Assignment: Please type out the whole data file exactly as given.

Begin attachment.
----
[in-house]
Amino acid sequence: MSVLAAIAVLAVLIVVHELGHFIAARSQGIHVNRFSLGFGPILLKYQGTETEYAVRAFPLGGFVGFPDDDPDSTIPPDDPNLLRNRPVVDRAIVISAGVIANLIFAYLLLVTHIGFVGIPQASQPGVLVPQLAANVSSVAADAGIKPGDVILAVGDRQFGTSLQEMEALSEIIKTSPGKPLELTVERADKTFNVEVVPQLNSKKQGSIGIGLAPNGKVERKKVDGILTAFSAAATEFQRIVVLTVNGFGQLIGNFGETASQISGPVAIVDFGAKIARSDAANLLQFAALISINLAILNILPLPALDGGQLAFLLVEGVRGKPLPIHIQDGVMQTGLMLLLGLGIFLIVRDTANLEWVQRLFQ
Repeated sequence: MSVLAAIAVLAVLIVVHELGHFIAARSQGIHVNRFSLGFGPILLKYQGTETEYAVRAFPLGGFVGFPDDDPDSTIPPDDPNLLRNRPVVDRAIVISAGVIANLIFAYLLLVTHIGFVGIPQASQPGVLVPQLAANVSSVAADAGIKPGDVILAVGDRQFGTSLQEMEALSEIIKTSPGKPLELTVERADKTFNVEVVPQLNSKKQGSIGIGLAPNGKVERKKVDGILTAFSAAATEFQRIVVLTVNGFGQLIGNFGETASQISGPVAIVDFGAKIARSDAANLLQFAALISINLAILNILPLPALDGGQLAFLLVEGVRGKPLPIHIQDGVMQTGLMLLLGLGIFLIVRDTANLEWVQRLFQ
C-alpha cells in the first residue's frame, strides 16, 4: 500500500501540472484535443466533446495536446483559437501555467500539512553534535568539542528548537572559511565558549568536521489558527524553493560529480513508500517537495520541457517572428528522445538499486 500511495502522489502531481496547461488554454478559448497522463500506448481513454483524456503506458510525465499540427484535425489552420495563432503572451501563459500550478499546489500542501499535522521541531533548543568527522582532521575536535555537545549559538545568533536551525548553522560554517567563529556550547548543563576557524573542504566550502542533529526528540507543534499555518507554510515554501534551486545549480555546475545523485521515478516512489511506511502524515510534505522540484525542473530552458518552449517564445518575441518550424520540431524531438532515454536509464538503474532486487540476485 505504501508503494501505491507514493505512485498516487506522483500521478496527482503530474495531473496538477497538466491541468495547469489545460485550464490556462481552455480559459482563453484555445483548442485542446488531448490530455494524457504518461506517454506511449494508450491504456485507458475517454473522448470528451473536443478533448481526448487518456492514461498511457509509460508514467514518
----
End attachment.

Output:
[in-house]
Amino acid sequence: MSVLAAIAVLAVLIVVHELGHFIAARSQGIHVNRFSLGFGPILLKYQGTETEYAVRAFPLGGFVGFPDDDPDSTIPPDDPNLLRNRPVVDRAIVISAGVIANLIFAYLLLVTHIGFVGIPQASQPGVLVPQLAANVSSVAADAGIKPGDVILAVGDRQFGTSLQEMEALSEIIKTSPGKPLELTVERADKTFNVEVVPQLNSKKQGSIGIGLAPNGKVERKKVDGILTAFSAAATEFQRIVVLTVNGFGQLIGNFGETASQISGPVAIVDFGAKIARSDAANLLQFAALISINLAILNILPLPALDGGQLAFLLVEGVRGKPLPIHIQDGVMQTGLMLLLGLGIFLIVRDTANLEWVQRLFQ
Repeated sequence: MSVLAAIAVLAVLIVVHELGHFIAARSQGIHVNRFSLGFGPILLKYQGTETEYAVRAFPLGGFVGFPDDDPDSTIPPDDPNLLRNRPVVDRAIVISAGVIANLIFAYLLLVTHIGFVGIPQASQPGVLVPQLAANVSSVAADAGIKPGDVILAVGDRQFGTSLQEMEALSEIIKTSPGKPLELTVERADKTFNVEVVPQLNSKKQGSIGIGLAPNGKVERKKVDGILTAFSAAATEFQRIVVLTVNGFGQLIGNFGETASQISGPVAIVDFGAKIARSDAANLLQFAALISINLAILNILPLPALDGGQLAFLLVEGVRGKPLPIHIQDGVMQTGLMLLLGLGIFLIVRDTANLEWVQRLFQ
C-alpha cells in the first residue's frame, strides 16, 4: 500500500501540472484535443466533446495536446483559437501555467500539512553534535568539542528548537572559511565558549568536521489558527524553493560529480513508500517537495520541457517572428528522445538499486 500511495502522489502531481496547461488554454478559448497522463500506448481513454483524456503506458510525465499540427484535425489552420495563432503572451501563459500550478499546489500542501499535522521541531533548543568527522582532521575536535555537545549559538545568533536551525548553522560554517567563529556550547548543563576557524573542504566550502542533529526528540507543534499555518507554510515554501534551486545549480555546475545523485521515478516512489511506511502524515510534505522540484525542473530552458518552449517564445518575441518550424520540431524531438532515454536509464538503474532486487540476485 505504501508503494501505491507514493505512485498516487506522483500521478496527482503530474495531473496538477497538466491541468495547469489545460485550464490556462481552455480559459482563453484555445483548442485542446488531448490530455494524457504518461506517454506511449494508450491504456485507458475517454473522448470528451473536443478533448481526448487518456492514461498511457509509460508514467514518